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Starting the Automation Conversation

Author: Jason Zenger
Published On: Apr 26, 2023 12:00:00 PM

MC 356 Blog Image

After obtaining an engineering degree, Chris Luecke dove into manufacturing with Rockwell Automation in Sales Engineering. He’d get to use problem-solving skills and help customers. He felt it was the best of both worlds. So he moved to Houston, TX to launch his career as a sales engineer.

He’s sold everything from large project solutions to parts and pieces. He worked on selling things like control systems for offshore rigs or large motor control center lineups. They were large 6–7 figure projects. 

When Chris moved to California, he started working with equipment manufacturers. Chris needed a better way to meet his customers. He had to find a new way to reach his audience: so he created Manufacturing Happy Hour. It started as a short-form video series that was geared toward teaching the basics of automation. 

When Chris recorded his first video on his iPhone in 2016, manufacturing wasn’t cool. But he knew it had potential. He thought if he could make it look approachable—and talk about tech over a beer on a podcast—he could generate more interest.

Why automation has become a popular topic

Chris believes that the reason we’re hearing more about automation now—even though it’s been around for decades—is that we are seeing a crossover between the tech and manufacturing worlds. 

People are realizing that if manufacturing in North America will continue to be successful, we need to step into the 21st century. And to attract the next generation, you need a high-tech facility. It also helps you be competitive. 

Is part of the allure because automation has become more affordable?

IoT sensors cost around $1.44 in 2004. Now, that same sensor is just $0.44. Robots have been created for welding, machine tending, warehousing, logistics, and more. People are implementing robotics as a service. That’s where we’re seeing more accessibility in automation. 

You can also lease autonomous mobile robots (AMR). So if your machine makes 1,000 widgets in a day, the fee you pay to have the machine is a fraction of the parts made. It incentives both the equipment manufacturer and the robotics company. The robotics company has to keep the bot in proper working order to achieve a better output. In a traditional model, you’d buy the robot and you’d be responsible for the results. You have to look at your P&L and figure out what makes sense for your facility. 

Automation 101: Where do you start?

Chris advises everyone to start with base-level classes and become familiar with the interfaces they’re using. You’re learning the general methodology. Secondly, you need a stable process before you implement automation. And when you get the people and the processes right, then you apply automation and technology.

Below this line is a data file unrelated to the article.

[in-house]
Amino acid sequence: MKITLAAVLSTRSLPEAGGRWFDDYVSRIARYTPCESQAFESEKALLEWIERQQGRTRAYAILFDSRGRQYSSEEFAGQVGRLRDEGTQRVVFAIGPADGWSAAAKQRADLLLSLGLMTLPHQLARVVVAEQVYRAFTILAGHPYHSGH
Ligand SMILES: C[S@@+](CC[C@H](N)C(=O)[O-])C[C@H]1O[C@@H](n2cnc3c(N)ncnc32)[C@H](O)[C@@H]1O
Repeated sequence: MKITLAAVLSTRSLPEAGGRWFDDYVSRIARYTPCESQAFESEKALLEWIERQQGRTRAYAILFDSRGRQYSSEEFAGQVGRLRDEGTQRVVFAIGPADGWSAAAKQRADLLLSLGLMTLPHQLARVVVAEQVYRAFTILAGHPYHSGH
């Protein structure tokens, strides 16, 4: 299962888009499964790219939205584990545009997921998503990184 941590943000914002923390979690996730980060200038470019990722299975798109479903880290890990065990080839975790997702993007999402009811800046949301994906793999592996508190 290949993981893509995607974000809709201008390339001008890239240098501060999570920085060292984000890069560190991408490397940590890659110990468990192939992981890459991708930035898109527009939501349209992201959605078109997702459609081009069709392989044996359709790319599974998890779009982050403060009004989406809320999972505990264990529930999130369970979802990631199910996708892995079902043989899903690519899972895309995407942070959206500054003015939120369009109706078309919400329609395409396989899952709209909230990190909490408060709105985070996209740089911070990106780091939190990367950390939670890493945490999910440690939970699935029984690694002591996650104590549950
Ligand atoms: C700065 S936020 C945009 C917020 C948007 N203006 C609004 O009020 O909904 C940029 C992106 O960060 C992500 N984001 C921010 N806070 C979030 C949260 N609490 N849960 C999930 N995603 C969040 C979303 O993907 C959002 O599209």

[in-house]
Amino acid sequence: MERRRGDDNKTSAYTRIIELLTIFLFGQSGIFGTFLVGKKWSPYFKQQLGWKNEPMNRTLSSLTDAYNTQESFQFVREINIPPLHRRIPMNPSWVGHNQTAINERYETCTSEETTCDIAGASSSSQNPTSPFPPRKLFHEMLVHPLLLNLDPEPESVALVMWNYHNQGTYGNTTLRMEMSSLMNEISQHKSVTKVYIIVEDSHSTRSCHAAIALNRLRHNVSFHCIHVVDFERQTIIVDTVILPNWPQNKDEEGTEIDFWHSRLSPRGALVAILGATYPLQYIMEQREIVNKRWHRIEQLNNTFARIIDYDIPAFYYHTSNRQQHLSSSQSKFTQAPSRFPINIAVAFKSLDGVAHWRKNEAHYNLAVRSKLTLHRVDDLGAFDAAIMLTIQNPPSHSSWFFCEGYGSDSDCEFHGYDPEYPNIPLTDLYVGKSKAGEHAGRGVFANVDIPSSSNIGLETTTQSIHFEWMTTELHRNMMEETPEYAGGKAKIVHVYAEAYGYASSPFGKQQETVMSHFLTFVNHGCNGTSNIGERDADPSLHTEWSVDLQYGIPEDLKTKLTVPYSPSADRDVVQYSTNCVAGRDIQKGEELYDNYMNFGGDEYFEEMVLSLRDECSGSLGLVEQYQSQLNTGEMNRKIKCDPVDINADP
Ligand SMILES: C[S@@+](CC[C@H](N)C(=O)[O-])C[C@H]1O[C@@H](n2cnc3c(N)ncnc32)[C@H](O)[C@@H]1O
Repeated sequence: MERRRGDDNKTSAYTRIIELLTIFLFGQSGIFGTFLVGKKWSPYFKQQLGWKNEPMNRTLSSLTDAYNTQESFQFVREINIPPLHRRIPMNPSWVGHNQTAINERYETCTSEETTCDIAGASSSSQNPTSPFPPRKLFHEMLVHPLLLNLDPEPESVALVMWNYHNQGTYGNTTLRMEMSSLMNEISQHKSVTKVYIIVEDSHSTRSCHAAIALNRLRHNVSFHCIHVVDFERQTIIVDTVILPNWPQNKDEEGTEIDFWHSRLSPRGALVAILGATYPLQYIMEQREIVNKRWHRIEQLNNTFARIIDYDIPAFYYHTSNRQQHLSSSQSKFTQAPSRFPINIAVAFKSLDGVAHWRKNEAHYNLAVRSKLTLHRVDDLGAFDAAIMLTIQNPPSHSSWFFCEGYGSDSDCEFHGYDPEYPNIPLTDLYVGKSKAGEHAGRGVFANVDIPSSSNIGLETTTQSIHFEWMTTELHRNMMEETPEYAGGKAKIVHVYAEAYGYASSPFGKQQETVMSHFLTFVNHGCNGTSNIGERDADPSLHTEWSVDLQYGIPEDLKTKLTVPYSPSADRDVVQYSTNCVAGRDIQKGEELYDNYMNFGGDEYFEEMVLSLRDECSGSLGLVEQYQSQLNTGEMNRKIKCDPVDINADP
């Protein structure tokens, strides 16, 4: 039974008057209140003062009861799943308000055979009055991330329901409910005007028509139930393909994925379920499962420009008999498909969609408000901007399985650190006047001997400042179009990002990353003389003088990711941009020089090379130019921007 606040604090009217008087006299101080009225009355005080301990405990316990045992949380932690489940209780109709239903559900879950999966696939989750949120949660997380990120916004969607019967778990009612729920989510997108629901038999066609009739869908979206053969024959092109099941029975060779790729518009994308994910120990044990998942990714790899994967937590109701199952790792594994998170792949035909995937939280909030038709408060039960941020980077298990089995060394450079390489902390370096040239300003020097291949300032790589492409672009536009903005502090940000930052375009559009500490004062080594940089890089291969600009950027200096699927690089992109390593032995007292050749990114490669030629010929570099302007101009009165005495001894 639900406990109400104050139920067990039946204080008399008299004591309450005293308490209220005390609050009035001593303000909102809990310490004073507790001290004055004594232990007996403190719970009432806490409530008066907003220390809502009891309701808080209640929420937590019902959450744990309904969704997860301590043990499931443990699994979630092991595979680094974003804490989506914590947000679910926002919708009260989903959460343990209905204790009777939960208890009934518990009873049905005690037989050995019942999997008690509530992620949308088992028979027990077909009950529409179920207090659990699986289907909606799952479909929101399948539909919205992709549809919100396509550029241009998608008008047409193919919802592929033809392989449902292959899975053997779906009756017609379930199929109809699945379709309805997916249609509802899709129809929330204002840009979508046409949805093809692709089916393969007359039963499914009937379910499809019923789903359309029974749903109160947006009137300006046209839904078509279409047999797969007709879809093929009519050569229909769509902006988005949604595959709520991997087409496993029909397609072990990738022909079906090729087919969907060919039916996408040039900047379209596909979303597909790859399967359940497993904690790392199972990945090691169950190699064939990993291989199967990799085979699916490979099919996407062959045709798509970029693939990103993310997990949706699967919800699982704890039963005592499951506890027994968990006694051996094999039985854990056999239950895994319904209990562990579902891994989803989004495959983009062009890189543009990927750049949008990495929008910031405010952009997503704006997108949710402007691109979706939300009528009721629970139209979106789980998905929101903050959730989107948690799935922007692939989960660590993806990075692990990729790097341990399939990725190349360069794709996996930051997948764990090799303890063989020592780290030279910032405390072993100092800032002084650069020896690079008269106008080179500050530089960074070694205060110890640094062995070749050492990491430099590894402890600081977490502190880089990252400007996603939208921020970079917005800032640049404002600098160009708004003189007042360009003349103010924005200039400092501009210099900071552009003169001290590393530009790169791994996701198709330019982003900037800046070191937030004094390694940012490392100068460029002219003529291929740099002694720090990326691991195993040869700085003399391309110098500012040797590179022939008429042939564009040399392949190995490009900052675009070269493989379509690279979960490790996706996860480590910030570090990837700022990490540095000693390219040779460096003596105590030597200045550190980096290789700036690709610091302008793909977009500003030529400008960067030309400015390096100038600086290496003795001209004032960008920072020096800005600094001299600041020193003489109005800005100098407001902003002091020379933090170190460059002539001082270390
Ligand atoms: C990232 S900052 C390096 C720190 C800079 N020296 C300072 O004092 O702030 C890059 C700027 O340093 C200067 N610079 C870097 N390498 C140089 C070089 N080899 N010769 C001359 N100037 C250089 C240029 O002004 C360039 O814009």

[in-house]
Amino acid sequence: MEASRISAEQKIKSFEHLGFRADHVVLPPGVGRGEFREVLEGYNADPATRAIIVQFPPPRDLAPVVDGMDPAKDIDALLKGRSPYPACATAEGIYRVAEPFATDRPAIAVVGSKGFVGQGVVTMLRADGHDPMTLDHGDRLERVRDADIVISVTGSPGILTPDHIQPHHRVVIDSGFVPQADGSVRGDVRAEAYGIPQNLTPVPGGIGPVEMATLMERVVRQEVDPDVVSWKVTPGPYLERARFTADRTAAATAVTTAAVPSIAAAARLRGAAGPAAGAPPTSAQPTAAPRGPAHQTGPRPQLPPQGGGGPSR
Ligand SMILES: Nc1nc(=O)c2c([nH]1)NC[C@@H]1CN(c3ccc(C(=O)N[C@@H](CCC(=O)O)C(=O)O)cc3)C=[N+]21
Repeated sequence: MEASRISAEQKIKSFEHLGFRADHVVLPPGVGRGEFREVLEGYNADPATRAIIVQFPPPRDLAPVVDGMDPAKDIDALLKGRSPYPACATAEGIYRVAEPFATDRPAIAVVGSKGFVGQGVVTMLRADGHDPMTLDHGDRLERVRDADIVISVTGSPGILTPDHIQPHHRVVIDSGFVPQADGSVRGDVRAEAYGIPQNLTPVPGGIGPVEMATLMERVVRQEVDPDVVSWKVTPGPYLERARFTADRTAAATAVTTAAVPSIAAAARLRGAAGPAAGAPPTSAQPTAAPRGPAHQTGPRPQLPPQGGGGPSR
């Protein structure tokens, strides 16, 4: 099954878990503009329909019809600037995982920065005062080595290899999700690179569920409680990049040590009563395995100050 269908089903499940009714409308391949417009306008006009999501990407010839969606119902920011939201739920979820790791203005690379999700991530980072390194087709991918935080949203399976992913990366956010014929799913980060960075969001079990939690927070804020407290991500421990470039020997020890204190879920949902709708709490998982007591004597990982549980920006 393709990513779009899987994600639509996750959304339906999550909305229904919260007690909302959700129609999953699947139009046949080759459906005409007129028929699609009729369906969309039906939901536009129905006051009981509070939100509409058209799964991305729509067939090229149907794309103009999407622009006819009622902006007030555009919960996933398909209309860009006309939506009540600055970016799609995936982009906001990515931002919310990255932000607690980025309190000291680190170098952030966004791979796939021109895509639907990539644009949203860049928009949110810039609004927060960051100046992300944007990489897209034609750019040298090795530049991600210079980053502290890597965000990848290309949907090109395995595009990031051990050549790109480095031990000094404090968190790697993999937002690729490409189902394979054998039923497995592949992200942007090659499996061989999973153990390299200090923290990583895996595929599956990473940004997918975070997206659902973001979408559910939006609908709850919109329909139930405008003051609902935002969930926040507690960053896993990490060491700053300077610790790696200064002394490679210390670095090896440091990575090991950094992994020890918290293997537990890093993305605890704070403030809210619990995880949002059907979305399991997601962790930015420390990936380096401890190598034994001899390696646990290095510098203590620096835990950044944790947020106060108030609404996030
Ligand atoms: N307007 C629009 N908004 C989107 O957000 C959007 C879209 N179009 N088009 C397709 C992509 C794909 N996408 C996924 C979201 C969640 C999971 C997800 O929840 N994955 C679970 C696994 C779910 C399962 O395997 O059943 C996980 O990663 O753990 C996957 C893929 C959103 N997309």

Automation doesn’t take people’s jobs away

If you want to promote from within, getting someone into an automation role—where they use their mind and focus on processes—keeps people around and excited about their jobs. It gives them ownership of their role. And right now companies need people. They’re struggling to find programmers and the skills they need. Until that problem is solved, there’s no reason to worry about automation taking jobs. 

IT/OT (information technology/operational technology) convergence

“Digital transformation” is the buzzword that people hear the most right now (Chris started his podcast to squash buzzwords like this one). 

Digital transformation is about getting your company from point A to point B, using automation and digital tools to accomplish your goals. Maybe you have numerous facilities where you need to integrate ERP systems into one scalable software to improve quality. Bringing together your business systems, ERP, data, and information on a factory floor is how you’re accomplishing digital transformation. 

Ultimately, you have to be able to meet your customer’s demand. When you’re bringing in information from IT systems like raw materials, orders, etc. you can tie that in with your OT network, so the demand influences what you’re doing on the plant floor. 

IT and OT live in different worlds—but they need to be in the same room. It’s about getting two different groups with different priorities to get change done and move your company forward. 

Check out episode #356 of MakingChips to hear the full automation conversation with Chris Luecke.

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